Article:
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Real Retailer
By Kevin Skaggs
May 1, 2003

Store Name: Ambassador Toys
Store Location: 186 West Portal Avenue,
San Francisco, CA 94127;
1981 Union Street, San Francisco, CA 94123
Store Web Address: ambassadortoys.citysearch.com
Store Owner: Linda Kapnick

It really is a small world at Ambassador Toys in San Francisco. Walking into this unique store, you soon find yourself wandering the globe, with colorful banners flying overhead designating each section of the store as its own continent. Looking for Hello Kitty? Walk over to the Asia section. Want to find a plush stuffed lion? It’ll be in Africa.

Ambassador Toys Storefront
Linda Kapnick, the store’s owner and manager, opened the first of what would become two 3,000 square-foot Ambassador stores five years ago. By opening a store with an international environment, Kapnick says she combined two of her first loves: international studies and children’s toys. “Toys are like ambassadors to the world,” says Kapnick. “We’re trying to teach international cultures with books, music and games from all over the world. And, very importantly, we want to make this a fun place to go.”

If it’s Kite Day in Japan, carp kites can be found in her stores. Come Chinese New Year, you can count on it being celebrated at Ambassador. Kapnick says that with today’s greater awareness of cultural diversity, selling toys with an international theme is getting easier all the time—whether it’s Lego’s Asian Dragon Set or the Manhattan Groovy Girls, who, with their variety of ethnicities, fly off Ambassador’s shelves.

Inside Ambassador Toys Store

With its engaging and unhurried environment, Kapnick sees many of the same customers coming in each day, if only to take temporary refuge in a creative, comfortable place with their children. “There’s a need for young mothers to find a place to get together and talk to each other because they don’t necessarily live in the same place,” says Kapnick. “The secondary part of this job has been that we’ve supplied that kind of a place. If I had known the need for that before I started, I would have created an environment that’s even more mom friendly with more places to sit.”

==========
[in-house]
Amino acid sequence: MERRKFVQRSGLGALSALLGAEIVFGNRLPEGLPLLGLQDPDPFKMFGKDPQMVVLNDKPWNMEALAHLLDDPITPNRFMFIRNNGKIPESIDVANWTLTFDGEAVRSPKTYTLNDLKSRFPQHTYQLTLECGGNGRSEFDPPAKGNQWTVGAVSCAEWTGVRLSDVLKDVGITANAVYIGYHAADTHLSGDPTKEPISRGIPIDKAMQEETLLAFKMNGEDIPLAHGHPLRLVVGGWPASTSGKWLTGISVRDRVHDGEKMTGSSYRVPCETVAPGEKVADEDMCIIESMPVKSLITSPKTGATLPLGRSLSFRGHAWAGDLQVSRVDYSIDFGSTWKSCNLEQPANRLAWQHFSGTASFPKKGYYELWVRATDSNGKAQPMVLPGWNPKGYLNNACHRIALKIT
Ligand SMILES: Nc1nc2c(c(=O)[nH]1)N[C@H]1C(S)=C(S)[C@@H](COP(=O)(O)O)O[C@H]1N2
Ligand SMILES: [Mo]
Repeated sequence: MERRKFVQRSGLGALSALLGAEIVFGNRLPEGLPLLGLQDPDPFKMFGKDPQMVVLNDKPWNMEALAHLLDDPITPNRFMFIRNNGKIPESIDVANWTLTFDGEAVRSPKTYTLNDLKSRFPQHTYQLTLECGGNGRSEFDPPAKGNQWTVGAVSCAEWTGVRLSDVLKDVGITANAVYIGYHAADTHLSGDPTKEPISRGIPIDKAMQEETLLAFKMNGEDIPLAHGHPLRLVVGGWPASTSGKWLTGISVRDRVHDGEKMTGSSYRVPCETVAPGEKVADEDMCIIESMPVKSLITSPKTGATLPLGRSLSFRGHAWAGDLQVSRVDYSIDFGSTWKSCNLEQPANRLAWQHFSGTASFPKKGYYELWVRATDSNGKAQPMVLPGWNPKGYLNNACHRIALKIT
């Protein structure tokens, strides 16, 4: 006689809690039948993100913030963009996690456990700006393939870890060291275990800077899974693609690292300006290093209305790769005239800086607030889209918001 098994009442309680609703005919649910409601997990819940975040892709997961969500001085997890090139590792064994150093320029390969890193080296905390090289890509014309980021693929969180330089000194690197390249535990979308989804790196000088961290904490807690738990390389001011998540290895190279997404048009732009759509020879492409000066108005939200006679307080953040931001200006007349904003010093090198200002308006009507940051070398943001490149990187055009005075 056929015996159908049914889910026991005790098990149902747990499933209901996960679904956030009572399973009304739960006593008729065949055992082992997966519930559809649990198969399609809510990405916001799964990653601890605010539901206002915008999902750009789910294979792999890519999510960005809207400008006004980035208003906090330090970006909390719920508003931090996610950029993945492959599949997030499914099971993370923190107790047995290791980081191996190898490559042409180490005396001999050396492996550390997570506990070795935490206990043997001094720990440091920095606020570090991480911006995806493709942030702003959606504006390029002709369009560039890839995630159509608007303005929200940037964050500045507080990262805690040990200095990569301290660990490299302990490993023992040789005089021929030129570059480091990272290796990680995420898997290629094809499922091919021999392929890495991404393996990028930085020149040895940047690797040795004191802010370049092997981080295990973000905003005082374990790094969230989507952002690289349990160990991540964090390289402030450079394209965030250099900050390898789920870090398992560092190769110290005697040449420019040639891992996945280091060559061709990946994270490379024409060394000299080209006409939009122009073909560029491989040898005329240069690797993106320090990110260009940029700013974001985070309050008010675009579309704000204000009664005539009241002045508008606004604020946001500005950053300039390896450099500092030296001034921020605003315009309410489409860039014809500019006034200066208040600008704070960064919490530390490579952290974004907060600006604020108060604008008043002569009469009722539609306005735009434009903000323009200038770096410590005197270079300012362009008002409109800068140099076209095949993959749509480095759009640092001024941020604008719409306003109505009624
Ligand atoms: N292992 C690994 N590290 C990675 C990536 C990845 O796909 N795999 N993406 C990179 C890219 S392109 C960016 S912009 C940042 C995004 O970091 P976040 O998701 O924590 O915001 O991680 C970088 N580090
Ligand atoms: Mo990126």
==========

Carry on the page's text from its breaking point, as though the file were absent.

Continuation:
It wasn’t as if Kapnick didn’t plan her business thoroughly before she started. She took ten years studying the industry and getting a business degree, finally pulling together a business plan before approaching her first store’s property owners in 1997. It was a tight year for real estate with dot-coms booming in the Bay Area, but with her intensive preparation, she was able to show the owners and her retail designers exactly how she planned to make her international concept succeed.

Two years ago, when another space became available in a tony neighborhood of San Francisco, Kapnick grabbed it, knowing that volume (and the vendor discounts that come with it) is key in being successful as an independent retailer.

Kapnick’s choice of retail niche, her planning, and her willingness to take chances on strengthening her business have paid off. She claims not to be over the hump financially just yet, but her two stores are popular with customers and are gaining industry-wide recognition. Ambassador was nominated for a 2002 T.O.T.Y. Award for Retailer of the Year/Under 25 Locations. FAO Schwarz may have won the prize, but there’s always next (Chinese) year.

Writer's Bio: Kevin Skaggs is a San Francisco-based writer whose work has appeared in Wired and Harvard Review.

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